Guest Written by...
Catherine Collin, Clinical Psychologist & Director
Change often takes us by surprise, we are rarely ready for it. It is an unsettling reminder of the uncertainty of life. This week some of us, including me, will have been witness to the turmoil and despair arising from sudden and catastrophic change, a traumatic and untimely death.
Death is an inevitable turn of the wheel, yet with a sudden death, the emotions of grief and loss can be unimaginably painful. To speak of recovery from grief seems superficial, it is a hope rather than the reality actually observed. Those who have experienced tragic bereavement can describe their journey through the shipwreck of initial emotions, the sense of a gaping loss that can never be repaired, the tidal waves of emotion that wash over them that only after many months and years begin to subside into a less frequent daily swell.
So what can any of us do in the presence of such deeply sad yet inevitable life events? There is no magic bullet. A simple acceptance of death as part of life, a courage to face the full flame of grief in those directly affected, delivery of the small and daily acts of practical generosity that provide the scaffolding for those whose foundations have been uprooted. Providing listening and wise council, kindly dispatching the ‘Why me’, gently supporting a forward view, enabling the basket in which the grief is held to be enlarged.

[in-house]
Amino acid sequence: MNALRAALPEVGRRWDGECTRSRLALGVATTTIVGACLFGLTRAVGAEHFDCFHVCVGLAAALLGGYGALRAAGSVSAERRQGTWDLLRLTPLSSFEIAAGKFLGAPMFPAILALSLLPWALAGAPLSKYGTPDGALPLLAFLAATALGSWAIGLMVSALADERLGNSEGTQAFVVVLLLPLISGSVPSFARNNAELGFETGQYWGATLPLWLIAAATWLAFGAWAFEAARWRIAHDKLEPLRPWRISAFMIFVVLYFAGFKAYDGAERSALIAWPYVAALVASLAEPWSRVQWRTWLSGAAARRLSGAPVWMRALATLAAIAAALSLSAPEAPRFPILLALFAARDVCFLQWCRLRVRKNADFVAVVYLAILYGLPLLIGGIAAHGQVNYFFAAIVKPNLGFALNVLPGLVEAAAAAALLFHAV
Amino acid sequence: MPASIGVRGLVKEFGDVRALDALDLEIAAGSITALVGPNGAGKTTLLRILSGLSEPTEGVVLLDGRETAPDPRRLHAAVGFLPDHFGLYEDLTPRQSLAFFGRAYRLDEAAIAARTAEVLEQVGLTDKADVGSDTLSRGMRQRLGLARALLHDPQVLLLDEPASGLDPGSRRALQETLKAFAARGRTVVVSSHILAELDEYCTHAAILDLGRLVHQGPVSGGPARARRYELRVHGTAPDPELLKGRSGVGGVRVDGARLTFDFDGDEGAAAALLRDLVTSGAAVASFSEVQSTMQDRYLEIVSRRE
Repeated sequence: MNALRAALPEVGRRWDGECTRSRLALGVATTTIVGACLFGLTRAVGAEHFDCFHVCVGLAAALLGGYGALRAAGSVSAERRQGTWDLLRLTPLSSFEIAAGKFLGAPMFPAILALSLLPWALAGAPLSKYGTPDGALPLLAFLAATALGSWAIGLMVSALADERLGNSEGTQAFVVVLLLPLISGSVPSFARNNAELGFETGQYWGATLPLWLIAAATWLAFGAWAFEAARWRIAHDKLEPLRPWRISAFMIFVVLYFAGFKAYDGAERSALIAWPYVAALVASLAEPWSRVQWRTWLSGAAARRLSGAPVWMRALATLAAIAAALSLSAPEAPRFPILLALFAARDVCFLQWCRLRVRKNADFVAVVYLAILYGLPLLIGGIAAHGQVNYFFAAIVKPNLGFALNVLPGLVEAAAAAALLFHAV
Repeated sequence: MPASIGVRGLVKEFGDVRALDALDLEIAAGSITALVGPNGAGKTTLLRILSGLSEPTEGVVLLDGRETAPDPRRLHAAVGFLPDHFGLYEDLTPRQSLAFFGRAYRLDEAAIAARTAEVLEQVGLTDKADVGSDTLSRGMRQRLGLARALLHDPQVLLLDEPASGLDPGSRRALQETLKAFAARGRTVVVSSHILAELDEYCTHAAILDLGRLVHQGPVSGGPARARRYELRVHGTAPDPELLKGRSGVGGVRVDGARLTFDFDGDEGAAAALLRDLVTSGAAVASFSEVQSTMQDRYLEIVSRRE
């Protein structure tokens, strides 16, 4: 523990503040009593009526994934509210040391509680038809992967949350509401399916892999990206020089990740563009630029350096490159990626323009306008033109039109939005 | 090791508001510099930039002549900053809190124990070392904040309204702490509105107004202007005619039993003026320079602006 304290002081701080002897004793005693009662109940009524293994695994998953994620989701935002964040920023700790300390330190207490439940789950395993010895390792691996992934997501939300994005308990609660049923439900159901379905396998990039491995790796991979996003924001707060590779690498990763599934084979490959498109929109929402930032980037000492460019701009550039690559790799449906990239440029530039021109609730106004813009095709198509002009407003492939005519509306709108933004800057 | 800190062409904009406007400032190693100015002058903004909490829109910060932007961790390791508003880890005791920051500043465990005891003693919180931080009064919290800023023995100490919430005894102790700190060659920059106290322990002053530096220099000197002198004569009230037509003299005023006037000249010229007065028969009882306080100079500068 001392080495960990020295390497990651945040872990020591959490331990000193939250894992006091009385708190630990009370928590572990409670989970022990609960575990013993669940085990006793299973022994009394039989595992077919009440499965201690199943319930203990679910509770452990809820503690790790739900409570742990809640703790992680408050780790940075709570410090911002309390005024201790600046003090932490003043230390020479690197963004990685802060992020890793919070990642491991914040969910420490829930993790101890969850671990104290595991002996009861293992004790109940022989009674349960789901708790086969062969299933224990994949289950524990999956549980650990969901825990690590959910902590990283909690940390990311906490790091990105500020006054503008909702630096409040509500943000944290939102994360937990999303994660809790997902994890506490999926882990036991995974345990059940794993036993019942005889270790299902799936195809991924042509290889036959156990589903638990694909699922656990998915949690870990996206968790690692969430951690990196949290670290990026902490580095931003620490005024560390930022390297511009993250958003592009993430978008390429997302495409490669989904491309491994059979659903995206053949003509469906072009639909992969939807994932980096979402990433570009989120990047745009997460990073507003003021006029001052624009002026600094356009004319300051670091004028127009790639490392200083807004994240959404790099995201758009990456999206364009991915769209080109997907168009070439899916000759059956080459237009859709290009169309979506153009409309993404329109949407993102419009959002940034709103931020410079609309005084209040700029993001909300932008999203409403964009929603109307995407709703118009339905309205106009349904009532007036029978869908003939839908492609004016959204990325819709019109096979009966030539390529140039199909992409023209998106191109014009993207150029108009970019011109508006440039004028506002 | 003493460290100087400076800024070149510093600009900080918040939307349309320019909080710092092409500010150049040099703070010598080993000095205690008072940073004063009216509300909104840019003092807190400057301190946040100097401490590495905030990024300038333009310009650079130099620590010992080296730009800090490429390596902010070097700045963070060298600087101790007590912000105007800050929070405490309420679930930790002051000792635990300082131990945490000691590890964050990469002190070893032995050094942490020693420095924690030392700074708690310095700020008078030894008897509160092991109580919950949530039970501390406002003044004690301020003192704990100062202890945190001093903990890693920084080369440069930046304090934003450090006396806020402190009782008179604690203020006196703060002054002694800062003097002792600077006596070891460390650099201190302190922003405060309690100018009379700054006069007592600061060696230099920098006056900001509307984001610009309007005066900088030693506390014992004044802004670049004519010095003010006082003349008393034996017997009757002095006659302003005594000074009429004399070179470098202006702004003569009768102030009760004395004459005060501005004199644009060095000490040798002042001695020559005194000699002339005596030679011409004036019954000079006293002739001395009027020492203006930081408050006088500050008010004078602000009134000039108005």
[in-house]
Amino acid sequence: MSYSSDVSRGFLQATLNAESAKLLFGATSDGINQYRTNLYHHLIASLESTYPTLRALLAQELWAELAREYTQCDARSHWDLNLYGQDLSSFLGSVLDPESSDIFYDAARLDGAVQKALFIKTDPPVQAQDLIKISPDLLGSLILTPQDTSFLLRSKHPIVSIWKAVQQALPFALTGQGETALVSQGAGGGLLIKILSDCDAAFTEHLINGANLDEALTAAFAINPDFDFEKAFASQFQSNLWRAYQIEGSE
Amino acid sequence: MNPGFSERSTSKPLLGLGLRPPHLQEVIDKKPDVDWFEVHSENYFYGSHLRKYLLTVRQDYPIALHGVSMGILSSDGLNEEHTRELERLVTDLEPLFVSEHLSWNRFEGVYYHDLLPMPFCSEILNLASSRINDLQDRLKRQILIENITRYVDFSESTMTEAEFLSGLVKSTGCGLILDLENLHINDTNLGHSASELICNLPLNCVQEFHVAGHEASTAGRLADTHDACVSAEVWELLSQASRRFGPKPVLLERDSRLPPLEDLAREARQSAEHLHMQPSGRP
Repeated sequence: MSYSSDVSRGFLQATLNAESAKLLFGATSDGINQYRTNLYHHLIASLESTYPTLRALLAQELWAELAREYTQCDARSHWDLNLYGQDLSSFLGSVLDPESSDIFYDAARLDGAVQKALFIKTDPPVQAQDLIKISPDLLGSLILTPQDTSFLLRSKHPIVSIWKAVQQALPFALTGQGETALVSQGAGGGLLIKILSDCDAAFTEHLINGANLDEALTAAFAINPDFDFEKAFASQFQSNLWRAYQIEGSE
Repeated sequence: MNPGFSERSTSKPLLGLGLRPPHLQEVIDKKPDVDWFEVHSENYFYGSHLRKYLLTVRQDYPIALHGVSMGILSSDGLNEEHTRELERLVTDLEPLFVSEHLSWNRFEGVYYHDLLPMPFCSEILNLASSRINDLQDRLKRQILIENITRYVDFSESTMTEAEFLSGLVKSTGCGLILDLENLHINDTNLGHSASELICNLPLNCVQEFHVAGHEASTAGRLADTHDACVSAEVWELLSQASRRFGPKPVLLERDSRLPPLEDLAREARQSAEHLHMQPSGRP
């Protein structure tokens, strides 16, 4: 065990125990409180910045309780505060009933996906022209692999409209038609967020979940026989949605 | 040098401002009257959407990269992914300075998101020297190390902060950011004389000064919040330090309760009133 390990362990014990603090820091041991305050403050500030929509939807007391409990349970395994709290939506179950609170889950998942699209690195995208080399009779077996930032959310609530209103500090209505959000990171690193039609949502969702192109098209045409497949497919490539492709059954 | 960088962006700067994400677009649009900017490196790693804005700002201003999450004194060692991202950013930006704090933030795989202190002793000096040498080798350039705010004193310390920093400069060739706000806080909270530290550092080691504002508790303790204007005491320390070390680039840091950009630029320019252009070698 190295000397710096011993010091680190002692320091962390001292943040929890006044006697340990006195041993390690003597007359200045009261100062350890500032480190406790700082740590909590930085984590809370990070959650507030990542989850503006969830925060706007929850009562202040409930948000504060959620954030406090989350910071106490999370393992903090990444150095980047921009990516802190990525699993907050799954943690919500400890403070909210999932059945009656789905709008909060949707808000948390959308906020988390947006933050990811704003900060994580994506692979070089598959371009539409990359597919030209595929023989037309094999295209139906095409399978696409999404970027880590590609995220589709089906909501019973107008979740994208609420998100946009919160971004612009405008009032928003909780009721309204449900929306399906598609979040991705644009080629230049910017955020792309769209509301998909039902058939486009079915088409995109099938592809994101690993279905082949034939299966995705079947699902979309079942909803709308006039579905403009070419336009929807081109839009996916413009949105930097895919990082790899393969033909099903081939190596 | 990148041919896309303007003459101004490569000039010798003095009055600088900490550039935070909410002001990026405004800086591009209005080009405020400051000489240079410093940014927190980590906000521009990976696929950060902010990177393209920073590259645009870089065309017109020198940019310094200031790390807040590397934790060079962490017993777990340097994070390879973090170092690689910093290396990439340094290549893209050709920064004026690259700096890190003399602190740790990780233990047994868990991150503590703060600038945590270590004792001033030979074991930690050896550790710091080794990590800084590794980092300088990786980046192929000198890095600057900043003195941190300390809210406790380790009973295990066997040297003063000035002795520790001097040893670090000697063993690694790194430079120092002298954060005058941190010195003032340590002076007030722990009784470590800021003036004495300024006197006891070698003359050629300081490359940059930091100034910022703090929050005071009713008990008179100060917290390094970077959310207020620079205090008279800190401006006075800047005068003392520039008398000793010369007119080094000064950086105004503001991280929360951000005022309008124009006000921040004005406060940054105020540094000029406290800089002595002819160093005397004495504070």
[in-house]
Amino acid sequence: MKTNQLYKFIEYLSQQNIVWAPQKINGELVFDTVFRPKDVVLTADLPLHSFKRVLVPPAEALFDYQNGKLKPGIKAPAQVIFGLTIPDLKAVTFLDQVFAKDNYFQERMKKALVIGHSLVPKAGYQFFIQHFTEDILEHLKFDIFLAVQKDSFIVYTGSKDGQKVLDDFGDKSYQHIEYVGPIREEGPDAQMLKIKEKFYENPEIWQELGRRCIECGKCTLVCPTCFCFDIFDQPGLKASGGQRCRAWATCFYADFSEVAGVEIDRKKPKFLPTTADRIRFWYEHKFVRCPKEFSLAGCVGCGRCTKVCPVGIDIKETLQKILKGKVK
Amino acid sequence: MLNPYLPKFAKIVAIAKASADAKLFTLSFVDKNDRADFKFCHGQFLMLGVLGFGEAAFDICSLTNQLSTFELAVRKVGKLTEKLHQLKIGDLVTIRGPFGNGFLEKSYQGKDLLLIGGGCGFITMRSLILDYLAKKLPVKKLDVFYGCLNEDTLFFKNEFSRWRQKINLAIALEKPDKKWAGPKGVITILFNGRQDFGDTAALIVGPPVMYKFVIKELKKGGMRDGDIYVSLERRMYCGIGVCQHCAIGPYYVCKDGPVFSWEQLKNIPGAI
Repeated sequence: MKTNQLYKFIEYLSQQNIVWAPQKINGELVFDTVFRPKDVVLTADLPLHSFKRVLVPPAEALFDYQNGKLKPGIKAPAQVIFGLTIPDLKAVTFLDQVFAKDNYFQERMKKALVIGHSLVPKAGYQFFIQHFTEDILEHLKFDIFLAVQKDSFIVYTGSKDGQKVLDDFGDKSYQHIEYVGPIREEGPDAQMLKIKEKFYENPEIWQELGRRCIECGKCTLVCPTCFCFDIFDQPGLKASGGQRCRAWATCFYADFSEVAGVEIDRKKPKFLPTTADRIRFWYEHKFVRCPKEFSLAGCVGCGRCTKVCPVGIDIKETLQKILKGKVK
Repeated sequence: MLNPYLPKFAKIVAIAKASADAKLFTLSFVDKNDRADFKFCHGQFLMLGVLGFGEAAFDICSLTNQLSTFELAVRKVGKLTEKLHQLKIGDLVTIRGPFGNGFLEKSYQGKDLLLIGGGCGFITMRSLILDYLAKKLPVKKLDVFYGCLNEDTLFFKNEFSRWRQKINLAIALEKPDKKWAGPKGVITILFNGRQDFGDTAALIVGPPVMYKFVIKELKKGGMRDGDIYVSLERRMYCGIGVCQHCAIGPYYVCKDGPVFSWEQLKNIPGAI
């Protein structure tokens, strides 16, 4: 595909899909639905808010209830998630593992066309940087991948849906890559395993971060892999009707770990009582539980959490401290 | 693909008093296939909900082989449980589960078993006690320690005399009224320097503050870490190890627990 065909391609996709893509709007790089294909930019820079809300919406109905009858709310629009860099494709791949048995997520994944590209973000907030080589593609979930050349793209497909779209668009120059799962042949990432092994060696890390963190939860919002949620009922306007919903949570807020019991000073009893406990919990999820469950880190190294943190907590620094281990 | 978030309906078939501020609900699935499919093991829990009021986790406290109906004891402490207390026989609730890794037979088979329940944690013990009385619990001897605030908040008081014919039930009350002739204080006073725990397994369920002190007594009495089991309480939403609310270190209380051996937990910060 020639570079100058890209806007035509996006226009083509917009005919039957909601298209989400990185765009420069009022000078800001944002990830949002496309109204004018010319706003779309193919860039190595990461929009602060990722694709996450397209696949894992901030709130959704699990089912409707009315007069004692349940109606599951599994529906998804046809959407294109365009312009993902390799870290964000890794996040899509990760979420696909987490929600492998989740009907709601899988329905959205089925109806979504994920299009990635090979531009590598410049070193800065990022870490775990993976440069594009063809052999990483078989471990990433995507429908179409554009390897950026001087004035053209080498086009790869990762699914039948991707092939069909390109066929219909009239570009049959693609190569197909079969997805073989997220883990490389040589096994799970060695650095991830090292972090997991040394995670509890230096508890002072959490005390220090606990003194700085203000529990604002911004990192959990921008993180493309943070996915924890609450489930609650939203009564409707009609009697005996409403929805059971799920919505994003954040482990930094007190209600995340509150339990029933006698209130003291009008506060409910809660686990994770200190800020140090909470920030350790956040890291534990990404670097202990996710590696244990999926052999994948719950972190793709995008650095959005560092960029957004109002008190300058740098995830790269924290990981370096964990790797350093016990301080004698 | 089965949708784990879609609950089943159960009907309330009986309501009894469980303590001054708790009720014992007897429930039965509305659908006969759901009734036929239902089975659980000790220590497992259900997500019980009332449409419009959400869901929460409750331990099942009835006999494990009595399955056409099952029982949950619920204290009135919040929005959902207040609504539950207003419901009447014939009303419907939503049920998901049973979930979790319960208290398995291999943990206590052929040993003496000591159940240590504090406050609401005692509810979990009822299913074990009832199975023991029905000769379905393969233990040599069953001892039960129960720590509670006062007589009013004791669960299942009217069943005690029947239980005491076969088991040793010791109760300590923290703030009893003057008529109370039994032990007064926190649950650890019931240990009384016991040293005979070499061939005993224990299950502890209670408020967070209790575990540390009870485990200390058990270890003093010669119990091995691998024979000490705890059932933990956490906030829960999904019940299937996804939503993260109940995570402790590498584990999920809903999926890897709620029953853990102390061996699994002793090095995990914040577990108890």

“The reality is that you will grieve forever. You will not ‘get over’ the loss of a loved one; you will learn to live with it. You will heal and you will rebuild yourself around the loss you have suffered. You will be whole again but you will never be the same.” - Elisabeth Kübler-Ross
For help with depression and anxiety, call Outlook South West on (02108) 871905 or self-refer [HERE]